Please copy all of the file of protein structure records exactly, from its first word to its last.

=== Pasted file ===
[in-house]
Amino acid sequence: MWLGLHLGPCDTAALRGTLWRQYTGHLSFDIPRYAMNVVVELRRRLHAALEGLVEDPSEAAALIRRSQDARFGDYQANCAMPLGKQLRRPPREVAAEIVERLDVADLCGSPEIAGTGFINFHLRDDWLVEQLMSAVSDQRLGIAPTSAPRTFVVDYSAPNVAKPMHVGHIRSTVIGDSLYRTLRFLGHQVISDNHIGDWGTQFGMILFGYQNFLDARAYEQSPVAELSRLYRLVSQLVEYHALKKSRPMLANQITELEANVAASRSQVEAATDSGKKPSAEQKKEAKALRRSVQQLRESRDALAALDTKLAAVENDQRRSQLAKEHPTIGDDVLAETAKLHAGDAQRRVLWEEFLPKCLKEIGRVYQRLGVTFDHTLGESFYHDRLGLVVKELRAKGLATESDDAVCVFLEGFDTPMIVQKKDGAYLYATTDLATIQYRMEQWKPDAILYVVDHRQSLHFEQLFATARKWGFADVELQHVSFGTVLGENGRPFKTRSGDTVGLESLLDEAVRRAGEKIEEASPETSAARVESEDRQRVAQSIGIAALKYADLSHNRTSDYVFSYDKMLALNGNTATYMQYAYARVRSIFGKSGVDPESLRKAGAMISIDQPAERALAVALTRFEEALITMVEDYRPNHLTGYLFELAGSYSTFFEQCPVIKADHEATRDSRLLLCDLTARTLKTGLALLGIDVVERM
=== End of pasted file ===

[in-house]
Amino acid sequence: MWLGLHLGPCDTAALRGTLWRQYTGHLSFDIPRYAMNVVVELRRRLHAALEGLVEDPSEAAALIRRSQDARFGDYQANCAMPLGKQLRRPPREVAAEIVERLDVADLCGSPEIAGTGFINFHLRDDWLVEQLMSAVSDQRLGIAPTSAPRTFVVDYSAPNVAKPMHVGHIRSTVIGDSLYRTLRFLGHQVISDNHIGDWGTQFGMILFGYQNFLDARAYEQSPVAELSRLYRLVSQLVEYHALKKSRPMLANQITELEANVAASRSQVEAATDSGKKPSAEQKKEAKALRRSVQQLRESRDALAALDTKLAAVENDQRRSQLAKEHPTIGDDVLAETAKLHAGDAQRRVLWEEFLPKCLKEIGRVYQRLGVTFDHTLGESFYHDRLGLVVKELRAKGLATESDDAVCVFLEGFDTPMIVQKKDGAYLYATTDLATIQYRMEQWKPDAILYVVDHRQSLHFEQLFATARKWGFADVELQHVSFGTVLGENGRPFKTRSGDTVGLESLLDEAVRRAGEKIEEASPETSAARVESEDRQRVAQSIGIAALKYADLSHNRTSDYVFSYDKMLALNGNTATYMQYAYARVRSIFGKSGVDPESLRKAGAMISIDQPAERALAVALTRFEEALITMVEDYRPNHLTGYLFELAGSYSTFFEQCPVIKADHEATRDSRLLLCDLTARTLKTGLALLGIDVVERM